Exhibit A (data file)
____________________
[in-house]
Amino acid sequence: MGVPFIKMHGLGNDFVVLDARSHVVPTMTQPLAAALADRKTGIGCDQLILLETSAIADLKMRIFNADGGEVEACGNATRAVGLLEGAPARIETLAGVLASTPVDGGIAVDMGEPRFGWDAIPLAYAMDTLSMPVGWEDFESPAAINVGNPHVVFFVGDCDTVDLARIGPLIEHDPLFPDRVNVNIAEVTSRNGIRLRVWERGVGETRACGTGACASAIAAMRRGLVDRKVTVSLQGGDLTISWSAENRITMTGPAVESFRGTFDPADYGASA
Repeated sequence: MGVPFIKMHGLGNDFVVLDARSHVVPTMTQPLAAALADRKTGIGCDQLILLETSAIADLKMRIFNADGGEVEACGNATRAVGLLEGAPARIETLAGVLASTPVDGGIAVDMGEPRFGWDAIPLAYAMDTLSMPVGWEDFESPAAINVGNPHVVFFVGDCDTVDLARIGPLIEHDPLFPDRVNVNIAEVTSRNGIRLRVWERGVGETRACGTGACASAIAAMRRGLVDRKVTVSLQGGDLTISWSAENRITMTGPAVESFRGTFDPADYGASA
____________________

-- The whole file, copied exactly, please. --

[in-house]
Amino acid sequence: MGVPFIKMHGLGNDFVVLDARSHVVPTMTQPLAAALADRKTGIGCDQLILLETSAIADLKMRIFNADGGEVEACGNATRAVGLLEGAPARIETLAGVLASTPVDGGIAVDMGEPRFGWDAIPLAYAMDTLSMPVGWEDFESPAAINVGNPHVVFFVGDCDTVDLARIGPLIEHDPLFPDRVNVNIAEVTSRNGIRLRVWERGVGETRACGTGACASAIAAMRRGLVDRKVTVSLQGGDLTISWSAENRITMTGPAVESFRGTFDPADYGASA
Repeated sequence: MGVPFIKMHGLGNDFVVLDARSHVVPTMTQPLAAALADRKTGIGCDQLILLETSAIADLKMRIFNADGGEVEACGNATRAVGLLEGAPARIETLAGVLASTPVDGGIAVDMGEPRFGWDAIPLAYAMDTLSMPVGWEDFESPAAINVGNPHVVFFVGDCDTVDLARIGPLIEHDPLFPDRVNVNIAEVTSRNGIRLRVWERGVGETRACGTGACASAIAAMRRGLVDRKVTVSLQGGDLTISWSAENRITMTGPAVESFRGTFDPADYGASA